The Wee ‘Un at work removing limbs from a felled spruce tree. I’m thinning the windbreak above the vegetable patch, which brought him out kitted up and raring to go as forestry is one of his favourite jobs around the croft. Once I’d felled a tree, he’d move in with his pruning saw to tidy up the trunk, which will be left to season and used for poles, posts or firewood. (He can’t wait until he’s old enough to use the hatchet or, better still, the felling axe but in the meantime the saw will do.)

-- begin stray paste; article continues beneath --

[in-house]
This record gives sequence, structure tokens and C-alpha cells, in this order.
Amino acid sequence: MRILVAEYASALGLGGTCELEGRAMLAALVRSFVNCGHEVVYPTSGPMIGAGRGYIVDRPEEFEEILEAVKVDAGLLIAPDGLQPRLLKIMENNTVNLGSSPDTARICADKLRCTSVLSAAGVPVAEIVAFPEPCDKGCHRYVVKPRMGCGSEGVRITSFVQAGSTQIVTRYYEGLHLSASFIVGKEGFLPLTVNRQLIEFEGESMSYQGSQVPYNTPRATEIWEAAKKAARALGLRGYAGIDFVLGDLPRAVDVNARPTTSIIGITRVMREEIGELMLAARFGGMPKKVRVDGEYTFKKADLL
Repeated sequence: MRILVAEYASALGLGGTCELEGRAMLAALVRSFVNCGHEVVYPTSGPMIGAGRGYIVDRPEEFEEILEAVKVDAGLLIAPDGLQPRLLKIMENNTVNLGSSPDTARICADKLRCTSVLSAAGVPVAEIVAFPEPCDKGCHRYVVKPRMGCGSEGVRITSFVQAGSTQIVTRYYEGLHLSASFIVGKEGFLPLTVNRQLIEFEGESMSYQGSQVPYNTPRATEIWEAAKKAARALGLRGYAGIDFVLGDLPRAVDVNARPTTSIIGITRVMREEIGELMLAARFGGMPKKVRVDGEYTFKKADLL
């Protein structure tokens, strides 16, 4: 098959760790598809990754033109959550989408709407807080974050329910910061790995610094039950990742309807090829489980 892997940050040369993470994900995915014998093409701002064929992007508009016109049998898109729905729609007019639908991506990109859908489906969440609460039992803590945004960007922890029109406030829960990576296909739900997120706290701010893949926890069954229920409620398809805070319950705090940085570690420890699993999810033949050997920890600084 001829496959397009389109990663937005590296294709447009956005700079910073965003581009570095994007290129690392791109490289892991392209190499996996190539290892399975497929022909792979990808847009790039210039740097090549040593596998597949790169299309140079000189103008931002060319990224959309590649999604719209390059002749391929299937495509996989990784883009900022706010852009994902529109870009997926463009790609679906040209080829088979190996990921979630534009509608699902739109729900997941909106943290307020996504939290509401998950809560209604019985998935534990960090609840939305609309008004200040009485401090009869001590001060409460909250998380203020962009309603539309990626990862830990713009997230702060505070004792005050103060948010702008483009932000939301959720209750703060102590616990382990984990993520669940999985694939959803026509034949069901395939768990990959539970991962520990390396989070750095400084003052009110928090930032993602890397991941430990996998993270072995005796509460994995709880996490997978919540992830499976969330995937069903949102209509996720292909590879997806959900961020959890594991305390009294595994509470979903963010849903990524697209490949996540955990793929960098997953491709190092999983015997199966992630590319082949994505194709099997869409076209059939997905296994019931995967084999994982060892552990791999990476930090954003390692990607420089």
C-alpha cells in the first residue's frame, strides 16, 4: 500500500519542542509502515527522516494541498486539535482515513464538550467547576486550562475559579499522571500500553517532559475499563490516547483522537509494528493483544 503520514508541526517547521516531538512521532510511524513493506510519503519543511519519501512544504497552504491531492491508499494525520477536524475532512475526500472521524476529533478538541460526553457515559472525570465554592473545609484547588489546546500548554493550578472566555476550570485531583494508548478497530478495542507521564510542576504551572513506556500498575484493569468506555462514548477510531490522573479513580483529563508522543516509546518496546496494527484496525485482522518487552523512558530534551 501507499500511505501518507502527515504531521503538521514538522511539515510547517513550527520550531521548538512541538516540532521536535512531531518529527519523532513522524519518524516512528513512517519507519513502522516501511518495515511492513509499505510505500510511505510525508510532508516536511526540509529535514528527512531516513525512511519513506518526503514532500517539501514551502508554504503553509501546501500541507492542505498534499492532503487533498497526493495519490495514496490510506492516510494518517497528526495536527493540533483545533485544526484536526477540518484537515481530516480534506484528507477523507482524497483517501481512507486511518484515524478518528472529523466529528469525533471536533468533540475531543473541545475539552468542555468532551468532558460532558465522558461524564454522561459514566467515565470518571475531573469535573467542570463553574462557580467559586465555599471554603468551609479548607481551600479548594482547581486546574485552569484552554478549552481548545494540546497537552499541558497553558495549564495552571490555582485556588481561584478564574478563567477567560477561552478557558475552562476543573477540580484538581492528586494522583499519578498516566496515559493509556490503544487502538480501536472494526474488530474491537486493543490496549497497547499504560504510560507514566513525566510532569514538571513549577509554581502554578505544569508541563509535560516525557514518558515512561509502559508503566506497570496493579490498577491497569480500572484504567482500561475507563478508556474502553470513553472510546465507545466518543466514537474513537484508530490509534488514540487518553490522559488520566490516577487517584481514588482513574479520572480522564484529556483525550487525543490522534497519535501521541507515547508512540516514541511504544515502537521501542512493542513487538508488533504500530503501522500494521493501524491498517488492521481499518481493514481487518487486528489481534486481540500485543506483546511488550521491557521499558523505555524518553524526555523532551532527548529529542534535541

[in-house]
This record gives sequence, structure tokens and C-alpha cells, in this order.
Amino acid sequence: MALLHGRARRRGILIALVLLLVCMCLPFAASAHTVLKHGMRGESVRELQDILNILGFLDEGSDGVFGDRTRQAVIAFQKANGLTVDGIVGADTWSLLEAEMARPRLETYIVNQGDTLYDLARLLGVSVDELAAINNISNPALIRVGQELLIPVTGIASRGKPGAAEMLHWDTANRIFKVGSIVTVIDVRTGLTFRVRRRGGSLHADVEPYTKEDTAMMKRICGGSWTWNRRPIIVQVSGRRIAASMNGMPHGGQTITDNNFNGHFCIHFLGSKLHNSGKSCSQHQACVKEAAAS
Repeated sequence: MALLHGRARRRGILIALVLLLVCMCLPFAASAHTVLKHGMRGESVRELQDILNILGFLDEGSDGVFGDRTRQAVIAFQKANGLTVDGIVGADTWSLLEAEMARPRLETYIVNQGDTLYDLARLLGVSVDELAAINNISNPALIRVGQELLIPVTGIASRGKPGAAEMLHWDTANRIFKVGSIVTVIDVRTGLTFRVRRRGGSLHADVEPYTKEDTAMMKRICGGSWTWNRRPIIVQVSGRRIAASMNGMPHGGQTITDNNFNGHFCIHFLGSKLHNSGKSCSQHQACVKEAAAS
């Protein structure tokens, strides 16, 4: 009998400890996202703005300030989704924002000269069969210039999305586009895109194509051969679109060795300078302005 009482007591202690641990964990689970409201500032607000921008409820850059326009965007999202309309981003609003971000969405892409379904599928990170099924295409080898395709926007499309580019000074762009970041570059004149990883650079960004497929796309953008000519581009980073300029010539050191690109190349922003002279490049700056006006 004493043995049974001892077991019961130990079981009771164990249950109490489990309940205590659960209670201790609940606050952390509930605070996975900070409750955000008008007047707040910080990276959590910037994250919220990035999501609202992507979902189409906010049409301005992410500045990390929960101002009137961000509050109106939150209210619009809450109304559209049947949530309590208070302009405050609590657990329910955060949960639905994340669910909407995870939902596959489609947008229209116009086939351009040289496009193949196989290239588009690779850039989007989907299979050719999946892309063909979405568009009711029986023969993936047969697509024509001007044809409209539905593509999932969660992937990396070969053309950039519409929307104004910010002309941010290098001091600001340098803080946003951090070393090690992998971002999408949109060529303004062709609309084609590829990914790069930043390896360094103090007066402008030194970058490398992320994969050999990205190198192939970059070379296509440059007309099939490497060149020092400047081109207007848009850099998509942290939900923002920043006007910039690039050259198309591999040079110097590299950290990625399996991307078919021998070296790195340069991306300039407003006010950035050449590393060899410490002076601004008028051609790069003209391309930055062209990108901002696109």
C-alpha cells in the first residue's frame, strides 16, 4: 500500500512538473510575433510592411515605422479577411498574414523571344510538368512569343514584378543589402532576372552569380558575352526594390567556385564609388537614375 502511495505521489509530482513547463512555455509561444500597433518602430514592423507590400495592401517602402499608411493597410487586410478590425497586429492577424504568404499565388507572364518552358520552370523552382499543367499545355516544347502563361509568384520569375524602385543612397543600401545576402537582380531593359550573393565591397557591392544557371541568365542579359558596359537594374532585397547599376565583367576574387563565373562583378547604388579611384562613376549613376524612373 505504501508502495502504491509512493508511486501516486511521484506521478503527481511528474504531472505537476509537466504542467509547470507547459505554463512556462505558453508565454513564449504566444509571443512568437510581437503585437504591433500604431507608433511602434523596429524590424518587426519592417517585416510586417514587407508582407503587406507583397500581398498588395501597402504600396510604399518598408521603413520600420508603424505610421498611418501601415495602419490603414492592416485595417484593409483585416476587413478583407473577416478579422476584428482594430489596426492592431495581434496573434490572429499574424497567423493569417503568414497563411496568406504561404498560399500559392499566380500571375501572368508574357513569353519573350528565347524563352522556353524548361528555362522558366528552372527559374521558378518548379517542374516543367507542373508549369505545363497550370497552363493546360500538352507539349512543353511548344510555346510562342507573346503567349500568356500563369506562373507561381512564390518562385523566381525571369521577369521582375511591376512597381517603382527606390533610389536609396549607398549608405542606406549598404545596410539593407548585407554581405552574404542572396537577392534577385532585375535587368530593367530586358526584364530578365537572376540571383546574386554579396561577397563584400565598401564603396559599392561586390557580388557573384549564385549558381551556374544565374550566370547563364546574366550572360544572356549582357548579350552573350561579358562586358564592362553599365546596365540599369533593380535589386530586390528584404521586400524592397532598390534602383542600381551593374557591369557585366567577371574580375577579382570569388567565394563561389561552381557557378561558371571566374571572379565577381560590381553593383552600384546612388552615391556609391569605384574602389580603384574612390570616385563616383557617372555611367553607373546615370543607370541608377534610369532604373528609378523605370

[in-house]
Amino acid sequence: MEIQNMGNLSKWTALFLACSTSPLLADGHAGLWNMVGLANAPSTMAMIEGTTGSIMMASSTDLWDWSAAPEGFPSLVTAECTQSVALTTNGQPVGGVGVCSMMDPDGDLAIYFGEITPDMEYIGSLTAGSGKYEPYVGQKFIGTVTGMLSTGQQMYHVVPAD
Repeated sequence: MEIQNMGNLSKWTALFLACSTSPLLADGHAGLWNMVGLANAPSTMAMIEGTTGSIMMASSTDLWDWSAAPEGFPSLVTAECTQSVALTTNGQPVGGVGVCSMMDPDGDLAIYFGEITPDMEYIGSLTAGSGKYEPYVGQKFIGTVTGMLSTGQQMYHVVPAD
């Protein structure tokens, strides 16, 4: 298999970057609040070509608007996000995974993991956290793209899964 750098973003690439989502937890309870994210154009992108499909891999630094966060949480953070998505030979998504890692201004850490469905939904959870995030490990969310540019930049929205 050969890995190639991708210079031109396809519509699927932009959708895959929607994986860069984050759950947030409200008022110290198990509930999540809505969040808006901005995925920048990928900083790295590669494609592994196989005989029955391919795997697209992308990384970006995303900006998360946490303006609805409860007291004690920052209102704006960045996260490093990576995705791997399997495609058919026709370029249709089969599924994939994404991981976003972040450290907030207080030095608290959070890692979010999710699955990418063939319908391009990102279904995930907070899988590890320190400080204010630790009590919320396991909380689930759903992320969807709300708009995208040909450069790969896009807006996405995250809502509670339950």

Once he’d finished limbing the trunks, the Wee ‘Un dragged the brash around to the fire pile. We burn it and spread the ash to counter the acidity of our soil, especially when growing kale and cabbage. Brash can also be spread as thick mat in the chicken area, where it provides a habitat for bugs, gives the chickens places to hide and forage, and eventually rots down to provide more nutrients for the soil. The Wee ‘Un’s reward for such a cracking job was some extra pocket money and a scone with jam and cream.